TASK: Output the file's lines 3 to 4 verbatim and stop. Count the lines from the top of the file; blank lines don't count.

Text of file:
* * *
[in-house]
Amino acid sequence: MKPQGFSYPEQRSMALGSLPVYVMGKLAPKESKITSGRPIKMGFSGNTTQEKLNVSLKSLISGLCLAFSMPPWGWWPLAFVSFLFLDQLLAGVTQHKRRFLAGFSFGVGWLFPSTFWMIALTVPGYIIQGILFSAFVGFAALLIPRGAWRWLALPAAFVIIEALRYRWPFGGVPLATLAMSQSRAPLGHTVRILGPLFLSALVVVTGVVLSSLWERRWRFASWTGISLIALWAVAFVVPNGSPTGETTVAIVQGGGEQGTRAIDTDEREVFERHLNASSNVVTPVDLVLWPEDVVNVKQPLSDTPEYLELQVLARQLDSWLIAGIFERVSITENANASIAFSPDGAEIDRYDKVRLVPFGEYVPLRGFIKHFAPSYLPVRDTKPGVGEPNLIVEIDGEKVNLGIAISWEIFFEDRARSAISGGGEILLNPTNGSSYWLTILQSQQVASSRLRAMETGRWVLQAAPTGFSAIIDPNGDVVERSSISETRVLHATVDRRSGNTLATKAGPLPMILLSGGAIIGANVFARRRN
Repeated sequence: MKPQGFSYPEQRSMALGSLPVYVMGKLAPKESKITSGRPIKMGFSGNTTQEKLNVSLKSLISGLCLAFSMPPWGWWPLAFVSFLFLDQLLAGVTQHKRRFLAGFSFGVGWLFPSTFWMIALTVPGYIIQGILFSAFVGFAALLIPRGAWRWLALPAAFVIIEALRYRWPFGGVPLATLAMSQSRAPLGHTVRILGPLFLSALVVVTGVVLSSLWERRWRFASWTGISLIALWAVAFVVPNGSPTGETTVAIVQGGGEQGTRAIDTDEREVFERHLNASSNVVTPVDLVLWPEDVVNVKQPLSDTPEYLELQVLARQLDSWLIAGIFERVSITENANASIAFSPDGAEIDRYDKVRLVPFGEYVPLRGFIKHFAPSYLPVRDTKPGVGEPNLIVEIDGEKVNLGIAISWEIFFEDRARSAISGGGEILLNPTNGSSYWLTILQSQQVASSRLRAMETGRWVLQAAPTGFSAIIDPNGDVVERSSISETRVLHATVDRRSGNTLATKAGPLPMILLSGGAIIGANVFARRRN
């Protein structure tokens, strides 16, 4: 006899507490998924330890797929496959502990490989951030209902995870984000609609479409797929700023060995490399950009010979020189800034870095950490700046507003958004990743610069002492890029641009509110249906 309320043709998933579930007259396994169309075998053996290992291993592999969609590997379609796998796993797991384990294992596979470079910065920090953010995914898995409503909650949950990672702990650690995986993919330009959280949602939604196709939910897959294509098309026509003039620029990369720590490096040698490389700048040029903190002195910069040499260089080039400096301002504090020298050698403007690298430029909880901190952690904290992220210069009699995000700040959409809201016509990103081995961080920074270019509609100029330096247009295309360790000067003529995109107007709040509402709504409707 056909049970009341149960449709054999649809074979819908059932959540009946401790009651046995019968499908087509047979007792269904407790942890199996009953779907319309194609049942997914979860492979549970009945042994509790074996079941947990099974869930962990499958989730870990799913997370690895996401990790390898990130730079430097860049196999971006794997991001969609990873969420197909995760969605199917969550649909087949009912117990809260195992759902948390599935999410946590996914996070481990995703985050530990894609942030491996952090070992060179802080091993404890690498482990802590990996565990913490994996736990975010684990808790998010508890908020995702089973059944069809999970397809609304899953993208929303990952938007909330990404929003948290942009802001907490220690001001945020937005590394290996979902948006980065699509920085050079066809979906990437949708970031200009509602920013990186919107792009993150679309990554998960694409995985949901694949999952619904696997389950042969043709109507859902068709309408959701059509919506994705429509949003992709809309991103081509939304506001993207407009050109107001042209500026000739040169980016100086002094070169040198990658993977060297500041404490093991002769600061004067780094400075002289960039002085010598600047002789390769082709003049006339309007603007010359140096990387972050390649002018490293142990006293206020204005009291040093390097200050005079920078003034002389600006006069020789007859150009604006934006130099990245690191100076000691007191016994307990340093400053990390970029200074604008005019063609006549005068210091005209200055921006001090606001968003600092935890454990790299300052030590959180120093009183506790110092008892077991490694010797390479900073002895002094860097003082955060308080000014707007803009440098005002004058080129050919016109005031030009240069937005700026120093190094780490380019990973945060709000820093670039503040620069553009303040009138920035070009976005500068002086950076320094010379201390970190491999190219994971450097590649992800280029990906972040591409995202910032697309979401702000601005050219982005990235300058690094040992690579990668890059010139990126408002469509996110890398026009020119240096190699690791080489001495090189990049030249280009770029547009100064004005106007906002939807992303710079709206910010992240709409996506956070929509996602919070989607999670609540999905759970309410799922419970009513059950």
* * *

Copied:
Repeated sequence: MKPQGFSYPEQRSMALGSLPVYVMGKLAPKESKITSGRPIKMGFSGNTTQEKLNVSLKSLISGLCLAFSMPPWGWWPLAFVSFLFLDQLLAGVTQHKRRFLAGFSFGVGWLFPSTFWMIALTVPGYIIQGILFSAFVGFAALLIPRGAWRWLALPAAFVIIEALRYRWPFGGVPLATLAMSQSRAPLGHTVRILGPLFLSALVVVTGVVLSSLWERRWRFASWTGISLIALWAVAFVVPNGSPTGETTVAIVQGGGEQGTRAIDTDEREVFERHLNASSNVVTPVDLVLWPEDVVNVKQPLSDTPEYLELQVLARQLDSWLIAGIFERVSITENANASIAFSPDGAEIDRYDKVRLVPFGEYVPLRGFIKHFAPSYLPVRDTKPGVGEPNLIVEIDGEKVNLGIAISWEIFFEDRARSAISGGGEILLNPTNGSSYWLTILQSQQVASSRLRAMETGRWVLQAAPTGFSAIIDPNGDVVERSSISETRVLHATVDRRSGNTLATKAGPLPMILLSGGAIIGANVFARRRN
């Protein structure tokens, strides 16, 4: 006899507490998924330890797929496959502990490989951030209902995870984000609609479409797929700023060995490399950009010979020189800034870095950490700046507003958004990743610069002492890029641009509110249906 309320043709998933579930007259396994169309075998053996290992291993592999969609590997379609796998796993797991384990294992596979470079910065920090953010995914898995409503909650949950990672702990650690995986993919330009959280949602939604196709939910897959294509098309026509003039620029990369720590490096040698490389700048040029903190002195910069040499260089080039400096301002504090020298050698403007690298430029909880901190952690904290992220210069009699995000700040959409809201016509990103081995961080920074270019509609100029330096247009295309360790000067003529995109107007709040509402709504409707 056909049970009341149960449709054999649809074979819908059932959540009946401790009651046995019968499908087509047979007792269904407790942890199996009953779907319309194609049942997914979860492979549970009945042994509790074996079941947990099974869930962990499958989730870990799913997370690895996401990790390898990130730079430097860049196999971006794997991001969609990873969420197909995760969605199917969550649909087949009912117990809260195992759902948390599935999410946590996914996070481990995703985050530990894609942030491996952090070992060179802080091993404890690498482990802590990996565990913490994996736990975010684990808790998010508890908020995702089973059944069809999970397809609304899953993208929303990952938007909330990404929003948290942009802001907490220690001001945020937005590394290996979902948006980065699509920085050079066809979906990437949708970031200009509602920013990186919107792009993150679309990554998960694409995985949901694949999952619904696997389950042969043709109507859902068709309408959701059509919506994705429509949003992709809309991103081509939304506001993207407009050109107001042209500026000739040169980016100086002094070169040198990658993977060297500041404490093991002769600061004067780094400075002289960039002085010598600047002789390769082709003049006339309007603007010359140096990387972050390649002018490293142990006293206020204005009291040093390097200050005079920078003034002389600006006069020789007859150009604006934006130099990245690191100076000691007191016994307990340093400053990390970029200074604008005019063609006549005068210091005209200055921006001090606001968003600092935890454990790299300052030590959180120093009183506790110092008892077991490694010797390479900073002895002094860097003082955060308080000014707007803009440098005002004058080129050919016109005031030009240069937005700026120093190094780490380019990973945060709000820093670039503040620069553009303040009138920035070009976005500068002086950076320094010379201390970190491999190219994971450097590649992800280029990906972040591409995202910032697309979401702000601005050219982005990235300058690094040992690579990668890059010139990126408002469509996110890398026009020119240096190699690791080489001495090189990049030249280009770029547009100064004005106007906002939807992303710079709206910010992240709409996506956070929509996602919070989607999670609540999905759970309410799922419970009513059950």